• A mapping reconstruction module 194 in this example reconstructs a compliance mapping when a mapped regulation and/or the baseline regulation are changed, as in block 114 of FIG. 4. A machine learning/natural language (“ML/NLP”) module 198 may be provided for machine learning and natural language processing that is used by the change analyzer module 192 and/or the mapping reconstruction module 194, as discussed further below. Alternatively, the function of the ML/NLP 198 may be part of the change analyzer module 192, and/or the mapping reconstruction module 194. The ML/NLP module 198 is operative to learn from prior interactions with compliance mappings, during a training phase, to identify semantic changes and to create potential new links in a compliance mapping, for example, as described in more detail below.
  • A risk analyzer module 200 may be provided to determine a compliance risk associated with each change in the mapping and gaps in the mapping due to changes in regulations, as in block 116 of FIG. 4. The risk analyzer module walks through the compliance mapping to find such gaps, which may be caused by controls being missing after the change. The risk analyzer module 200 then assesses the risk for each gap and notifies the service owners about the risk the possess.
  • A notification module 202 may also be provided to send notifications to service owners 158 of risks determined by the risk analyzer module 200. In another example, the risk analyzer module 200 may send the notifications, for example.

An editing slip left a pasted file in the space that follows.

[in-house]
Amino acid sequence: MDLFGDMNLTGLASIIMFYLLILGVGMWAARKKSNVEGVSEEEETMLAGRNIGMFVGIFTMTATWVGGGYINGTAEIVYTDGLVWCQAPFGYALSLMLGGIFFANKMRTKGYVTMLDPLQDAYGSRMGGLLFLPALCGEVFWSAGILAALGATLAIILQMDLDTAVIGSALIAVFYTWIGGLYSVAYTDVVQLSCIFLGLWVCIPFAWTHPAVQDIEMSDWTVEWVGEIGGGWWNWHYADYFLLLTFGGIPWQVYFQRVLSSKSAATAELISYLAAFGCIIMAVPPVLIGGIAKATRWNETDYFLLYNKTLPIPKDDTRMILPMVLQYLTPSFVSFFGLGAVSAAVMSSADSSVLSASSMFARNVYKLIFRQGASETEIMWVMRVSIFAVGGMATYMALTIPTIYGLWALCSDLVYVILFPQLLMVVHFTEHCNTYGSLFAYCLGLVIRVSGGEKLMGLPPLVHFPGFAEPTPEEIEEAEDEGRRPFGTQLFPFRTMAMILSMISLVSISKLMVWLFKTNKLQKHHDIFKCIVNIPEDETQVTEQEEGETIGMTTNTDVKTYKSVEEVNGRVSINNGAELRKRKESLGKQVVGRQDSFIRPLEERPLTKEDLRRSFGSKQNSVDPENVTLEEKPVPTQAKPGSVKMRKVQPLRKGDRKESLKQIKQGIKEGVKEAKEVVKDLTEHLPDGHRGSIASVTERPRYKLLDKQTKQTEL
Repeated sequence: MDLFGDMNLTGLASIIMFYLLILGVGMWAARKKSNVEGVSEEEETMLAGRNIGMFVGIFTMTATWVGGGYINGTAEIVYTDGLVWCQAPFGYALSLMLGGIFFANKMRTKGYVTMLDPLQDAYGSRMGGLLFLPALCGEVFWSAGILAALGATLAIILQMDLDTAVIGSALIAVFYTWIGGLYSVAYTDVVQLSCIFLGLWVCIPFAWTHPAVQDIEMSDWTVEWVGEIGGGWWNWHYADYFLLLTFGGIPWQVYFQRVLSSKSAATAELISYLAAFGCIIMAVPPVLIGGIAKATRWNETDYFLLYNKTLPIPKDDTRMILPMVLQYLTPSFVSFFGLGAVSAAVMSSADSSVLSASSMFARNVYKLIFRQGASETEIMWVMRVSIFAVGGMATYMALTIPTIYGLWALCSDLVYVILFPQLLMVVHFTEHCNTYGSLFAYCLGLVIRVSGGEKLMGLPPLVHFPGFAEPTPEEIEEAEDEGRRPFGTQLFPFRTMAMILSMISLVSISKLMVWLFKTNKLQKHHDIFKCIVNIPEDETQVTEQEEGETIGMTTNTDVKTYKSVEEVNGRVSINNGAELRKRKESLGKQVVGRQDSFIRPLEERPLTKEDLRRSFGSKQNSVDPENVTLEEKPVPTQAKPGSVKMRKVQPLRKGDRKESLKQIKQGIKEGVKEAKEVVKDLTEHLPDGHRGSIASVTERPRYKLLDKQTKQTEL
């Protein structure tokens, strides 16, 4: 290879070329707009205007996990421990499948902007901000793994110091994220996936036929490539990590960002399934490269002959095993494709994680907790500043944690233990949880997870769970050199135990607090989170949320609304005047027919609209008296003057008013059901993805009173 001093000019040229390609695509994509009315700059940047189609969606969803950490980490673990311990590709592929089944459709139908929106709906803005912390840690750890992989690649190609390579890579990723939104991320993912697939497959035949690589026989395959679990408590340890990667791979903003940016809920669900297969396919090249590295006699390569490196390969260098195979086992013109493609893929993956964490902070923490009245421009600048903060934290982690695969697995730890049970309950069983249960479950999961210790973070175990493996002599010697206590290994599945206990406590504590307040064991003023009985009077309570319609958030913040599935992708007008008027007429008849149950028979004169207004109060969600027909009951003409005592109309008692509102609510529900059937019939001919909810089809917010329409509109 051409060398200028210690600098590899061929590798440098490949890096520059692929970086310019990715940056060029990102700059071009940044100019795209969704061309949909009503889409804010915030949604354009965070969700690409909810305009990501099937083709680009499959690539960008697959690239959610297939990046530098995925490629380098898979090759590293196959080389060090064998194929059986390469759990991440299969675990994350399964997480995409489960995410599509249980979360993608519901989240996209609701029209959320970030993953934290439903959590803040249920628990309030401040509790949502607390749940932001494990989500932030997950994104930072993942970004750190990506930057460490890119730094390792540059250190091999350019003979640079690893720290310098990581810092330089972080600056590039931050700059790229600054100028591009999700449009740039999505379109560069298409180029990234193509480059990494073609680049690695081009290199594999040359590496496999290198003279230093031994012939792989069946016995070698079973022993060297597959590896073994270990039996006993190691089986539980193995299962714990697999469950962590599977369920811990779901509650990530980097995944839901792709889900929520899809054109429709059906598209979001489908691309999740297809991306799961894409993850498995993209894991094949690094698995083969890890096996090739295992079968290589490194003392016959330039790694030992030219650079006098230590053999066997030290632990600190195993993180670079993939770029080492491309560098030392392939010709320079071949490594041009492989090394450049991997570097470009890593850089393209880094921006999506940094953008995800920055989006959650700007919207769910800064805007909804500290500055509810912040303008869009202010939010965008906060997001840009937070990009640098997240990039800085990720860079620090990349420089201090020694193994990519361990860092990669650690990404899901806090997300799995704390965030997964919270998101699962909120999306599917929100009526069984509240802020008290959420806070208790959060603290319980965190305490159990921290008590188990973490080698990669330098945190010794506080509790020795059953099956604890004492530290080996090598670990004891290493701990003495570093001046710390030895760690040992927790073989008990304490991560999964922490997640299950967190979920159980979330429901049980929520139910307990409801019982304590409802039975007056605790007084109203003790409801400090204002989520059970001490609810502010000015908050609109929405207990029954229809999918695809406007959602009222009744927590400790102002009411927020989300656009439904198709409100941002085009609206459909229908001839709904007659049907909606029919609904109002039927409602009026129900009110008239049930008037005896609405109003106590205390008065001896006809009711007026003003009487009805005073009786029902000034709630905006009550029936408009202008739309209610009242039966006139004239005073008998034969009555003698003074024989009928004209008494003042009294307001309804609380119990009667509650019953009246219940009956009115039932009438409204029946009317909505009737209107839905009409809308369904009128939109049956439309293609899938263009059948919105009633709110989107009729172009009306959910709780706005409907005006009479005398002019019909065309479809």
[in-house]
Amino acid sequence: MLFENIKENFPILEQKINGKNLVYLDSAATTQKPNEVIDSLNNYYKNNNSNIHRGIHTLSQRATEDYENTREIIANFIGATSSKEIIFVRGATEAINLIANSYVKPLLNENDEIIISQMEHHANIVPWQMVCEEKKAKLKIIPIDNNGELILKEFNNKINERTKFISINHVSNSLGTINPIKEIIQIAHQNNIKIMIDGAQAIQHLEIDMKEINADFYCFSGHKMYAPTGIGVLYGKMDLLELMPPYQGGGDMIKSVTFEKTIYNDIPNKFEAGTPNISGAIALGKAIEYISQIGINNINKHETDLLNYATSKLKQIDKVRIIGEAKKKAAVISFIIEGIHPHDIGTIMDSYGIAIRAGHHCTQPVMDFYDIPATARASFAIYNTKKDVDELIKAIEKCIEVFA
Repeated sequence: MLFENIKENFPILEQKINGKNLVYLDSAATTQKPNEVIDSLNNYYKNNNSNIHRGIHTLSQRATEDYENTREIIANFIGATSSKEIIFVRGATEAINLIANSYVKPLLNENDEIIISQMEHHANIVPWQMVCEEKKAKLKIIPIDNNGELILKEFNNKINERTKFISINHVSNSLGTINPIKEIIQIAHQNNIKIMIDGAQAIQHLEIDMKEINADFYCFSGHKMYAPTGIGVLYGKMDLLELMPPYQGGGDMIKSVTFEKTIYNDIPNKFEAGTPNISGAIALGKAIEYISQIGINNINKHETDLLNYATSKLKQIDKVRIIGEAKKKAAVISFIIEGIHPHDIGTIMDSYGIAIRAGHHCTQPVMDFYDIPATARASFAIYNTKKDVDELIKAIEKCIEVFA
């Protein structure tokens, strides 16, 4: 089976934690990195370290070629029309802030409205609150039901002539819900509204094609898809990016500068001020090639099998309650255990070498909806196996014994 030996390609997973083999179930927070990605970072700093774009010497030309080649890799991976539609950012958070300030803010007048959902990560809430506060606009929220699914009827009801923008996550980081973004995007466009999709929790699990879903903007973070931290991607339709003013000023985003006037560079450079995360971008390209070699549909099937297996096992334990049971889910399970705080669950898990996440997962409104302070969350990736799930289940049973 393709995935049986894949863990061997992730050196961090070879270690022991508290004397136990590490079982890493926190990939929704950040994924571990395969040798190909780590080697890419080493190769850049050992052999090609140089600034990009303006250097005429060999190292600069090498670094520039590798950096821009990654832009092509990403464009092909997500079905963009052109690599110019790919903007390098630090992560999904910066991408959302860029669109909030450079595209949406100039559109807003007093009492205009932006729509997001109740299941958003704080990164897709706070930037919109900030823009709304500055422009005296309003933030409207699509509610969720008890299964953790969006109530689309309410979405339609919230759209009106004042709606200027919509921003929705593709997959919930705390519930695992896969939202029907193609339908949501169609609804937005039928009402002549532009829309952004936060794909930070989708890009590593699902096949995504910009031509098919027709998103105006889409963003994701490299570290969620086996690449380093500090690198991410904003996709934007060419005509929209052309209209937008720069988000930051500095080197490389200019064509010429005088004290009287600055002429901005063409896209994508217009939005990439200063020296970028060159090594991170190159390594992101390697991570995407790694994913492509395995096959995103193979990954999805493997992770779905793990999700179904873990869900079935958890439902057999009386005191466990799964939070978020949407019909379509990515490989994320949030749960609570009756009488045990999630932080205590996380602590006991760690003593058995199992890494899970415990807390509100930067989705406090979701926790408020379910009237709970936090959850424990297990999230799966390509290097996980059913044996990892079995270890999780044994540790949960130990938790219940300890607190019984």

• While the change analyzer module 192, the mapping reconstruction module 198, and the risk analyzer module 200 are part of the one computer platform 170, separate computer platforms may be provided for one or more of the modules. In addition, the functions of the change analyzer module 192, the mapping reconstruction module 198, and the risk analyzer module 200 may be part of one module or two separate modules.
  • A program, such as Apache™, can be stored for operating the system as a Web server. In one embodiment, the HDD 174 can store an executing application that includes one or more library software modules, such as those for the Java™ Runtime Environment program for realizing a JVM (Java™ virtual machine).
  • Example Processes
  • Examples of processes of embodiments of the disclosure for updating compliance mappings are described with respect to the flowcharts of FIG. 7A-FIG. 13C. The processes may be performed by the modules of the mapping engine 162, for example. It will be understood that each block of the flowchart illustrations and/or block diagrams, and combinations of blocks in the call flow illustrations and/or block diagrams, can be implemented in hardware, software, or a combination thereof. In the context of software, the blocks represent computer readable and executable program instructions that, when executed by one or more processors, perform the recited operations. Generally, computer executable instructions may include routines, programs, objects, components, data structures, and the like that perform functions or implement abstract data types.
  • Change Identification—Changes in Control Names
  • One type of change in regulations from one version to another that can be identified in accordance with an embodiment of the disclosure is changes in control names, which are the headings or titles of sections of the regulations. Control names are typically short phrases of 2-6 words in length, for example. Changes in control names may be determined by lexical analysis, for example.
  • The change analyzer module 192 may identify changes between control names in different versions of a regulation by lexical analysis, for example. FIG. 7A and FIG. 7B show a flowchart 250 of an example of a process for identifying changes in control names between a first set of control names in a first regulation, such as NIST Version 1 (“V1”), and a second set of control names of a second version of the same regulation, such as NIST Version 2 (“V2”), for example. The process of FIG. 7A and FIG. 7B may be implemented by the change analyzer module 192 of the mapping engine 162, for example.